During World War Two, a second great wave of southern blacks headed to northern and West Coast cities in search of jobs and a better life. Vibrant bar and club scenes in Philadelphia and Pittsburgh provided opportunities for a new generation of musicians, some of whom, including Pittsburgh's Kenny Clarke and Philadelphia's John Coltrane, went on to become central players in the Bebop revolution of the 1940s and 1950s, as well as the "New Thing" and Free Jazz movements of the 1960s. New York may have been the epicenter of American jazz, but Philadelphia and Pittsburgh played vital roles, for in these cities musicians could more easily get the union cards necessary to play the major gigs, and both had close-knit local music scenes.
At the dawn of the twentieth century, American music - both popular and classical - mimicked that of Europe. American orchestras hired European conductors, European opera singers were the rock stars of their generations, and Tin Pan Alley songwriters churned out thousands of sentimental and romantic songs for the mass market of amateur musicians and singers who could pick out a simple tune on pianos in the family parlor. When asked in 1884 to write a book about his country's music, American music critic Richard Grant White declined on the grounds that there was nothing worth writing about!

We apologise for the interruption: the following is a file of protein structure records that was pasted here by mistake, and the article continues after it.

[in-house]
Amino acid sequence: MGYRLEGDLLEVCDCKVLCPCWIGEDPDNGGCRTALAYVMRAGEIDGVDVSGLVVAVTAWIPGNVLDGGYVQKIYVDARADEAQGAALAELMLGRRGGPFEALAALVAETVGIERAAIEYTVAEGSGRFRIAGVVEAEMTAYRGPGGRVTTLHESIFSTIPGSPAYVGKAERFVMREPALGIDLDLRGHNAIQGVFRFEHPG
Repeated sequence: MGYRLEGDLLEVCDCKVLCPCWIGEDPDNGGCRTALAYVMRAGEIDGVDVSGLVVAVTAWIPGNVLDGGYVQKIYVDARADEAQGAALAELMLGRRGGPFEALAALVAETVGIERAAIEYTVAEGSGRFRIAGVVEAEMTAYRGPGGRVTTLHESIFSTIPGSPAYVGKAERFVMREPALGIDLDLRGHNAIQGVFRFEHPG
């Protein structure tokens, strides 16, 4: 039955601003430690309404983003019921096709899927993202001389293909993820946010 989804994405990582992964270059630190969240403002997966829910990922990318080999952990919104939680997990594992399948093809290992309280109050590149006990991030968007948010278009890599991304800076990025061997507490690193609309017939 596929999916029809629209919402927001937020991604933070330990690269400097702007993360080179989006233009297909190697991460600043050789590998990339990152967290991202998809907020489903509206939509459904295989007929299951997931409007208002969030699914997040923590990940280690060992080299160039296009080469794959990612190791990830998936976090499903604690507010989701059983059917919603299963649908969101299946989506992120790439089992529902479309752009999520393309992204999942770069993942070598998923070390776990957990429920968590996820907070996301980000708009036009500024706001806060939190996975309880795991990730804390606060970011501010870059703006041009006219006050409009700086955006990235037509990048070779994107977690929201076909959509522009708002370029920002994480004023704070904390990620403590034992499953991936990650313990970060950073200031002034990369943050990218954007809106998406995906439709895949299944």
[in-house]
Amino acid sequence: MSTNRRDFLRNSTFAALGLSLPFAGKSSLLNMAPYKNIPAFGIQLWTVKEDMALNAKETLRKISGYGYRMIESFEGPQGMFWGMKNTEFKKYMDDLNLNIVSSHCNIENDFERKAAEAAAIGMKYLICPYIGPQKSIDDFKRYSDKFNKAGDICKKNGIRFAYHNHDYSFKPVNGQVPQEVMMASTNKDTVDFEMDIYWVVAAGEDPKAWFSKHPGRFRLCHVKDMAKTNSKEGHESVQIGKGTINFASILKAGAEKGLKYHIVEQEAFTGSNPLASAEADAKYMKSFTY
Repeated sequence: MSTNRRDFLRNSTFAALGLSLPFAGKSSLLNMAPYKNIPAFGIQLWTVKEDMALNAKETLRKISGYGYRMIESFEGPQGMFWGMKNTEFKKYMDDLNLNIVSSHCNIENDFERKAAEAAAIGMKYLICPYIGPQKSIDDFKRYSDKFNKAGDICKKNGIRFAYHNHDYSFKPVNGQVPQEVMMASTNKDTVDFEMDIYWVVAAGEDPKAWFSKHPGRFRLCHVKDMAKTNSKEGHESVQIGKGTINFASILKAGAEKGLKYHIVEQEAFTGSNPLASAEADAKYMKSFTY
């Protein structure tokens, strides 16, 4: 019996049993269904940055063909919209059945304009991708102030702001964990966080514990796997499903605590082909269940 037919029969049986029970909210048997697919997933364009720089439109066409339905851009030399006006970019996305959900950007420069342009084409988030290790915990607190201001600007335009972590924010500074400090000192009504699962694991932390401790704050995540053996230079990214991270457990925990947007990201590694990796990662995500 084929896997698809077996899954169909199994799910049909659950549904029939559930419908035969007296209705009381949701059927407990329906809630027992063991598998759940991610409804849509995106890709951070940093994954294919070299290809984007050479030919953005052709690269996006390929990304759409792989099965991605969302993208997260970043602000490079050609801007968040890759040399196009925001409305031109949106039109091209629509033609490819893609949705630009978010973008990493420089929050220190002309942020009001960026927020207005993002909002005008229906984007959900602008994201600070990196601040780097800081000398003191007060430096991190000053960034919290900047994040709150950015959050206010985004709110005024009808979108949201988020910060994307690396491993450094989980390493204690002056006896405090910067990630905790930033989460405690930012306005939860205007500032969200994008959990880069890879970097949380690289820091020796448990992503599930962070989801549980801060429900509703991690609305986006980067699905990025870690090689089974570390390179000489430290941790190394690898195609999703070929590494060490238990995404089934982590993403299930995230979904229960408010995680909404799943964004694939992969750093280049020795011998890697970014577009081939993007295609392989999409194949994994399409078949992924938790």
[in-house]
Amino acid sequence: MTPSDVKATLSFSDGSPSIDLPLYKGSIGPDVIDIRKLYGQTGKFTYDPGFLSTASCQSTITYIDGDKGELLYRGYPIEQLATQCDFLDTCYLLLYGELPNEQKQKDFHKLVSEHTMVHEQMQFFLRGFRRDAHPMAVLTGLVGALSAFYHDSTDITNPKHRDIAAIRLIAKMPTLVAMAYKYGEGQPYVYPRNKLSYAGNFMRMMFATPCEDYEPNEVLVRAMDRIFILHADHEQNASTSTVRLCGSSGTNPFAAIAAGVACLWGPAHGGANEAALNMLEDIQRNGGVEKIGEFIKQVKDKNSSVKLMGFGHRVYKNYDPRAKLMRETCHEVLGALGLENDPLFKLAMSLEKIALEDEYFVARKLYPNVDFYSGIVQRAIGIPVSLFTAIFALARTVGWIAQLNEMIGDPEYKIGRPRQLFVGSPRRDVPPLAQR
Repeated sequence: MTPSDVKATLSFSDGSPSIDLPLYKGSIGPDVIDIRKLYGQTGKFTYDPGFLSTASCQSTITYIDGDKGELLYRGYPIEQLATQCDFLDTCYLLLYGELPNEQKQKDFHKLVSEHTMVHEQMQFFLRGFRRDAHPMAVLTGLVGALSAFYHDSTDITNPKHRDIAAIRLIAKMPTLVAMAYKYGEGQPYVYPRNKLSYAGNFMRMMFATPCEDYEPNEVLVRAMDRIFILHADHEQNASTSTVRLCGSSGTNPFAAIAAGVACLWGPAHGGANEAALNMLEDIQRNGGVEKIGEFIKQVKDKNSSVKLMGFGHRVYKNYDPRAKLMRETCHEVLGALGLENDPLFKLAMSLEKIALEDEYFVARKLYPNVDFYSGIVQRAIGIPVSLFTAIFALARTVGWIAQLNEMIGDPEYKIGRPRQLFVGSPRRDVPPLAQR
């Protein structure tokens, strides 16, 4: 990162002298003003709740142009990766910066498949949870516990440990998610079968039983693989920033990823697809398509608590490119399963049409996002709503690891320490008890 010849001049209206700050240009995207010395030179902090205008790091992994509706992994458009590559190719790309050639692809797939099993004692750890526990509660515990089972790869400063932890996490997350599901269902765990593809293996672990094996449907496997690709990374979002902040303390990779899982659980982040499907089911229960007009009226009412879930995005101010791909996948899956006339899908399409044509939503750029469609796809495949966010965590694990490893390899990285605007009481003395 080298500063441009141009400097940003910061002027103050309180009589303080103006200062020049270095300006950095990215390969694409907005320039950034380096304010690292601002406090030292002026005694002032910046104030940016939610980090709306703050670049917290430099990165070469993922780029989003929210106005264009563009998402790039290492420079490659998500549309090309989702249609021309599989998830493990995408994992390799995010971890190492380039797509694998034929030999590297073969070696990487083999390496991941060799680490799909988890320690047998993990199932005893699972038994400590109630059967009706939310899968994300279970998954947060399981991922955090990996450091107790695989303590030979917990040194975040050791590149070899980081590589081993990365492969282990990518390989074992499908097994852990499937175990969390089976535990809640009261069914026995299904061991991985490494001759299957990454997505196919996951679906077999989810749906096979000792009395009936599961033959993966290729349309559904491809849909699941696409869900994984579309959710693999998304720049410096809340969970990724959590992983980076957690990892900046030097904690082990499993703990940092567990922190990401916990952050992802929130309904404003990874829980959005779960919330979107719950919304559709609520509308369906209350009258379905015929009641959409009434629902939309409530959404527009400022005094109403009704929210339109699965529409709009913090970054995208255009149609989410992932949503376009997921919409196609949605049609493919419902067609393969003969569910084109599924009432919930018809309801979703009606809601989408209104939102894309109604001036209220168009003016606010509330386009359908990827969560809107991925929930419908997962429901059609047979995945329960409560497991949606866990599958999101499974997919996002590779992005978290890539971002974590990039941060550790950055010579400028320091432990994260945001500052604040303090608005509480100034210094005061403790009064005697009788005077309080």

Today, jazz is studied at universities around the world, and listened to in concert halls once reserved for the European classics. Always evolving, jazz continues to take new shapes as we enter a new period of musical synthesis and experimentation. In the last century, the musicians were newcomers, African-Americans, Italians, Jews, and others who met and played together in cities and towns across Pennsylvania and the nation.
In the twenty-first century, jazz musicians have more options and more influences than ever before. Once again, they are compelled to wrestle with new questions about musical crossover, integration, and cross-fertilization. The music that they produce may not be the jazz we once knew, but as we move into the twenty-first century, it will certainly be interesting, and Pennsylvania is sure to continue to play a vital role in its development.